Considering the price of changing brake pads can be in the range of about $250 for most cars and even more for luxury or performance vehicles, many auto owners are doing the repairs themselves.

Changing a car's brake pads can be quick and easy if you're experienced. Those who haven't had experience doing the project should make sure they have their brakes checked by a licensed mechanic before doing any repairs themselves.

Despite most auto owners not knowing how to change their own brake pads, they should still know what's involved to make it easier to understand when a mechanic is giving a quote for the repair.

Most cars are equipped with front disc brakes, which usually wear out faster than the rear brakes, which could be either disc or drum brakes. Considering the front tires wear faster and have the most weight placed on them from the engine and the vehicle bolting forward when the brakes are applied, the front brakes will need to be replaced more often.

The warning signs
One of the ways motorists can tell if the brakes need to be changed is if the hubcaps or rims have more black dust on them than usual. The black dust is usually from the brake pads grinding against each other and releasing a black dust that gives the hubcaps a dirty appearance.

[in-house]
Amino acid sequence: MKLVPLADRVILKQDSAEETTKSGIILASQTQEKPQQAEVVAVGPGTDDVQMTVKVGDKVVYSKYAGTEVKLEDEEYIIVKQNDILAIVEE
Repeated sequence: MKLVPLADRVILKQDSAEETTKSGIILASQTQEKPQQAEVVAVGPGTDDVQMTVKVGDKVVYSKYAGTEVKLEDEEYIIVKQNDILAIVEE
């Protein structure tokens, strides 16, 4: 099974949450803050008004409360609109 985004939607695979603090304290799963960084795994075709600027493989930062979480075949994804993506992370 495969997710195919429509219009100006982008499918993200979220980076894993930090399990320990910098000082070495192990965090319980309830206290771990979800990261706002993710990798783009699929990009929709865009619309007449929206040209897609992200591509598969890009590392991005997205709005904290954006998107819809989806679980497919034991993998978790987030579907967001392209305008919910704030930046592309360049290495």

Another method of knowing if a car's brake pads need to be changed is by the noises the car makes when the brakes are applied. If there is a squeaking or grinding noise being made when the brakes are applied, it's usually a good indication that the pads need to be replaced to prevent any further damage from occurring on a vehicle. Even though the warning signs may be accurate, auto experts recommend drivers have their brake pads inspected on a regular basis to make sure they are in the best possible condition to prevent an accident from occurring if the brakes malfunction.

Rotors can also be affected by bad brakes. If the front end of the vehicle vibrates when the brakes are applied, the brake rotors on the car may need to be replaced. Researching what is needed in a rotor change is encouraged before visiting a professional for help.

In order to change brake pads when doing the job on your own, motorists will need a disposable mechanic's glove to protect their hands, a jack, jack stand, C-clamp or length of wood to retract the piston, wrench, turkey baster for drawing out brake fluid and a plastic tie, bungee cord or piece of string. The materials required are the new brake pads and a can of brake fluid.

Motorists should make sure they have the right brake pads and fluid by looking at the owner's manual, which usually has all the things needed for the vehicle to last as long as possible without pouring large amounts of money into repairs.

While the owner's manual in most cars will recommend specific brake pads, most auto manufacturers are outfitting their vehicle with ceramic brake pads as opposed to metallic pads as standard. Ceramic pads are quieter than metallic pads, dissipate heat better for less brake fade, create less dust, and are more gentle on brake rotors. Ceramic pads are also not as aggressive as metallic pads, but could also cost a bit more than their metallic counterpart.